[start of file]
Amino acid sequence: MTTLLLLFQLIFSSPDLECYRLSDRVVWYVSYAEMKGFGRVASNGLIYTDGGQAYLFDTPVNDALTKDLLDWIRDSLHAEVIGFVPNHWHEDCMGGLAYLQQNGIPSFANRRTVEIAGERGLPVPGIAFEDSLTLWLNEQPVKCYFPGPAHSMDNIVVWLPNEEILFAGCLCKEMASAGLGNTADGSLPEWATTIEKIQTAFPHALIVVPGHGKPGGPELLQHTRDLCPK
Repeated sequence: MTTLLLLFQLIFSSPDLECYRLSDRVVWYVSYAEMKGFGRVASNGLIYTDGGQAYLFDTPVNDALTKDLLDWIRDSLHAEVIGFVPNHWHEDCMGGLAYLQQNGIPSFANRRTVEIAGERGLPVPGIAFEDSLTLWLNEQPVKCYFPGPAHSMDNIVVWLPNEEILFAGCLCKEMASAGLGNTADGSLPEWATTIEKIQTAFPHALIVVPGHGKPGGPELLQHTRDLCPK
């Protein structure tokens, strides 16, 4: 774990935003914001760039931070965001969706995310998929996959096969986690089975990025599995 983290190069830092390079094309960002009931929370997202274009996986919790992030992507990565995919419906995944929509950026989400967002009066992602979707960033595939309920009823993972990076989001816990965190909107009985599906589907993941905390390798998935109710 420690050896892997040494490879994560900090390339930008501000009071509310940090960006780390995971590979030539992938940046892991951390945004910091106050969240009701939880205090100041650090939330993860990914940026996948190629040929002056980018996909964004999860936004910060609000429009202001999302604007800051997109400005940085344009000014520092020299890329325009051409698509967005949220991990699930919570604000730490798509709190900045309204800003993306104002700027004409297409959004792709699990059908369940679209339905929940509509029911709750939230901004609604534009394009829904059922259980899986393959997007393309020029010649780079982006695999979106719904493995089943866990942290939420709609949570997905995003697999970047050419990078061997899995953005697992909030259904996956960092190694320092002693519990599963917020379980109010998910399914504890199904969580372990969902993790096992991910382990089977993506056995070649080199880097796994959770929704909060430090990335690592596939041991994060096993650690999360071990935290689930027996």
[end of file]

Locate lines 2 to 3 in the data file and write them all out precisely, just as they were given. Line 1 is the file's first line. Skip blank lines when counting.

Repeated sequence: MTTLLLLFQLIFSSPDLECYRLSDRVVWYVSYAEMKGFGRVASNGLIYTDGGQAYLFDTPVNDALTKDLLDWIRDSLHAEVIGFVPNHWHEDCMGGLAYLQQNGIPSFANRRTVEIAGERGLPVPGIAFEDSLTLWLNEQPVKCYFPGPAHSMDNIVVWLPNEEILFAGCLCKEMASAGLGNTADGSLPEWATTIEKIQTAFPHALIVVPGHGKPGGPELLQHTRDLCPK
């Protein structure tokens, strides 16, 4: 774990935003914001760039931070965001969706995310998929996959096969986690089975990025599995 983290190069830092390079094309960002009931929370997202274009996986919790992030992507990565995919419906995944929509950026989400967002009066992602979707960033595939309920009823993972990076989001816990965190909107009985599906589907993941905390390798998935109710 420690050896892997040494490879994560900090390339930008501000009071509310940090960006780390995971590979030539992938940046892991951390945004910091106050969240009701939880205090100041650090939330993860990914940026996948190629040929002056980018996909964004999860936004910060609000429009202001999302604007800051997109400005940085344009000014520092020299890329325009051409698509967005949220991990699930919570604000730490798509709190900045309204800003993306104002700027004409297409959004792709699990059908369940679209339905929940509509029911709750939230901004609604534009394009829904059922259980899986393959997007393309020029010649780079982006695999979106719904493995089943866990942290939420709609949570997905995003697999970047050419990078061997899995953005697992909030259904996956960092190694320092002693519990599963917020379980109010998910399914504890199904969580372990969902993790096992991910382990089977993506056995070649080199880097796994959770929704909060430090990335690592596939041991994060096993650690999360071990935290689930027996």